I’m still in Myanmar, at least for a couple more days. I’ve already posted about Bagan – I have to say I really fell in love with that place. Lia and me spent two days driving the e-bike around and then on the third day, we decided to just chill at a swimming pool.
The morning after that, we took a minibus to Kalaw. After what seemed like eternity in this little hot box on wheels, we finally got to our destination. Kalaw is a tiny town, which would probably never see any tourists if it wasn’t for the famous treks to and from Inle Lake. And that’s why we were there too. We first dropped off our bags at the hotel (Oh yeah, a proper hotel! Things are much more affordable when you’re sharing costs :)) and then we started exploring the town. It really was rather small. Our first stop was the single stupa. After coming in, we were offered some typical Myanmar food (tea leaf salad, some bananas and tea). We were both pleasantly surprised. I guess things are a little different in small towns. Eating in a temple felt a little strange, but at the same time really cool – it’s what locals do after all. The religious culture and habits are very different in here, for instance people leave their beverages as offerings at the shrines. It’s strange seeing all these plastic bottles there, in the western world it would just be littering, in here it’s paying respects.
Afterwards, we managed to catch a glimpse of the local parade celebrating the young boys entering the monastery as novice monks. There was music and people very dressed up very nicely. Funnily enough, we later managed to see a part of it in Nyaung Shwe as well. I think we got very lucky both times.
In the evening we found a very cool and probably the tiniest bar of all. Now, to explain how special this is – Myanmar does not really have the concept of bars. It was really, really narow and small. We ordered the only drink we’ve seen them serve, a rum sour, which was very good. The atmosphere there was very jolly and cheerful. The locals were playing the guitar and singing out loud. If it wasn’t for the fact that neither of us spoke the language, I’m sure we would have joined in 🙂
Trekking to Inle Lake
The next day, we woke up early for our two day trek. It was just the two of us with our guide Khaul. I really enjoyed it, we learned a lot about Myanmar and its social and political situation from him. Most of the landscape was quite hilly (not the Dutch kind of hilly, proper hilly).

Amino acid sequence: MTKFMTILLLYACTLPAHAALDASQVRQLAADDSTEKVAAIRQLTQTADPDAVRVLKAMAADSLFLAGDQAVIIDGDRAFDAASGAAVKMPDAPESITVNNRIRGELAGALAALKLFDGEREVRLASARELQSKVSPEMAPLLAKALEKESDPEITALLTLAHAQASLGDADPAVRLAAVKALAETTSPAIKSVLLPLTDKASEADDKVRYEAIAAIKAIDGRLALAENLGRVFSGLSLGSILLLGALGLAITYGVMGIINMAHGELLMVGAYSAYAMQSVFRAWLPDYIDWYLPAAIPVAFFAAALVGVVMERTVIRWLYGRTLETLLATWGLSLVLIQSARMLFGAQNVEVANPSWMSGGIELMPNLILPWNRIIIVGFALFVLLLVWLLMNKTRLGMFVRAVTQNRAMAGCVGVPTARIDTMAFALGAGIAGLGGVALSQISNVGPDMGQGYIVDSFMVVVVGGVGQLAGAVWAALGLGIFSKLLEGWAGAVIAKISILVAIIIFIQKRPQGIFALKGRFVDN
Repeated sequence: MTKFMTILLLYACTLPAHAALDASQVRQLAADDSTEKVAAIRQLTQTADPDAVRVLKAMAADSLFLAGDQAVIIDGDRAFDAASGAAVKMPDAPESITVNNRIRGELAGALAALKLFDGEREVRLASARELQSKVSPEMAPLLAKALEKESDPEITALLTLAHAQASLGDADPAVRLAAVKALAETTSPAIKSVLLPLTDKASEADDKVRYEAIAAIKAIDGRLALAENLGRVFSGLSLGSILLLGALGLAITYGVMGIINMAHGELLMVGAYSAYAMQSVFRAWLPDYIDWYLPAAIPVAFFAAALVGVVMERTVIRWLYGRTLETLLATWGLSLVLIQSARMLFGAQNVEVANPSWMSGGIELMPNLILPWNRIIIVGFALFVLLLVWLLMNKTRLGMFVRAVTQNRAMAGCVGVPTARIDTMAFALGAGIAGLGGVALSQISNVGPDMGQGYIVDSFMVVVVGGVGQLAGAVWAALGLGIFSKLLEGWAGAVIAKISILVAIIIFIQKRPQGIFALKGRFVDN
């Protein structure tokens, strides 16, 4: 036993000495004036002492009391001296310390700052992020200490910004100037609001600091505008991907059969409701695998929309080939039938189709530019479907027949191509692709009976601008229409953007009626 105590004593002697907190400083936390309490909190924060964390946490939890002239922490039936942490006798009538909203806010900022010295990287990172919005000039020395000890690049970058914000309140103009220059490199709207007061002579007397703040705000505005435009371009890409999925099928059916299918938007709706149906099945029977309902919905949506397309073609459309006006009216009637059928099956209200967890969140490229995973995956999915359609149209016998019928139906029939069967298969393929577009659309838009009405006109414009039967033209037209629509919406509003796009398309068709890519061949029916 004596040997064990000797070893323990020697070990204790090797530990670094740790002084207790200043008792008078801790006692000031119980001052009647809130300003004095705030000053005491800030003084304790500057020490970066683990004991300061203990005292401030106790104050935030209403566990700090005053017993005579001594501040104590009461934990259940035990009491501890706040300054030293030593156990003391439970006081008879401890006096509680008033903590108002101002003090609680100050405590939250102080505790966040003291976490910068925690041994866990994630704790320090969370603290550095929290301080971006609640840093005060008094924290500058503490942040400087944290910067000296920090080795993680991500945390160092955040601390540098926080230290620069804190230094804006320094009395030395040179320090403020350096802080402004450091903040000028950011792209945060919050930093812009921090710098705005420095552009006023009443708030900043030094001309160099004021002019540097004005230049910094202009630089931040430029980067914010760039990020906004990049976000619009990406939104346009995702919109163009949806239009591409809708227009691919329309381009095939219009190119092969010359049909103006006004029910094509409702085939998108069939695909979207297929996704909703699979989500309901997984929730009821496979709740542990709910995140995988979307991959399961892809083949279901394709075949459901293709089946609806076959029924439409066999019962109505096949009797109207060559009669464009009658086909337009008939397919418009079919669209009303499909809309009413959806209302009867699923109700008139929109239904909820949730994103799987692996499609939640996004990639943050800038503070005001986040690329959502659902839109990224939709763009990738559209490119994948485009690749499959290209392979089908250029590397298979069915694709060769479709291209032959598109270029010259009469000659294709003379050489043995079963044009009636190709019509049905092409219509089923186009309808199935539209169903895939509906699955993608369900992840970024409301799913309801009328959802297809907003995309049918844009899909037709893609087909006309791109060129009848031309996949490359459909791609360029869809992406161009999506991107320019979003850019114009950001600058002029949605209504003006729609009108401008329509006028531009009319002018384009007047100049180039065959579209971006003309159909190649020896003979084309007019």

We also went through a couple of small tribe villages, in fact we even slept in one. The lady who lived there cooked for us and we got to sleep upstairs. The place was very simple – a barrel with water for a shower and one of the typical Asian squat toilets (which are actually quite fine, they definitely beat dirty western style toilets). I was quite happy we’re here in the off season, because we barely met any other tourists, but we were told that sometimes there might be up to 12 people sleeping there. I was also surprised about how cold it got there, the temperature in the mountains really changes quite rapidly between day and night. I was sleeping in sweatpants and a hoodie, covered with a rather thick blanket, and I was still a little chilly.
The trek ended by us taking an hour long ride on a longboat through the Inle Lake. When we arrived at Nyaung Shwe, we found our hotel and were both very happy to take a proper shower, get some food and relax.
Nyaung Shwe (Inle Lake)
The next day, we rented bicycles and went around the lake, to the Inle hot springs. The division there was quite amusing – male, female and foreigner 🙂 I have to say, they were not lying – the springs were really HOT. I have quite high heat tolerance (runs in the family), but I didn’t manage to work my way up to the hottest one and actually spent most of the time in the coldest (which was pretty comfortable). I also haven’t seen anyone who managed more than just a dip of one foot in the hottest pool. After the springs, we took a longboat (along with our bikes) to the other side of the lake and biked back home again.
That was my last day with Lia, as she had to catch a flight. We made pretty good travel partners, so it was a little sad to say goodbye. Afterwards, I went for dinner with some friends we met at Kalaw and then back to the hotel, since I was quite tired (Myanmar wakes up really early).
When I came back, I got pretty sick. I’ll spare you the details, but it really wasn’t pretty. I suspect it was a side effect of the malaria medication I’m taking, however it could have also been the food, the water… who knows. I was supposed to go for a boat tour around Inle Lake the next day, but of course I had to skip that. I spent most of the day in bed, I only went out to get some food and water (and even those few hundred meters seemed like mission impossible, I was quite scared I won’t make it, no joke). I felt pretty weak and shaky. It got better in the evening though and today I’m feeling quite ok, although my stomach is still rather uneasy. I’m just taking it slow for now, today I took a walk outside of town and then visited the local market. In the evening, I’m taking a bus to Mandalay, which is my last stop in Myanmar. Hopefully, I won’t be feeling sick anymore and I’ll be able to see the city and its surroundings.
I’m going to go read a book for a while and wait for my bus now 🙂 Thanks for reading again. Hugs to everyone at home (or well, either one of the homes ^^).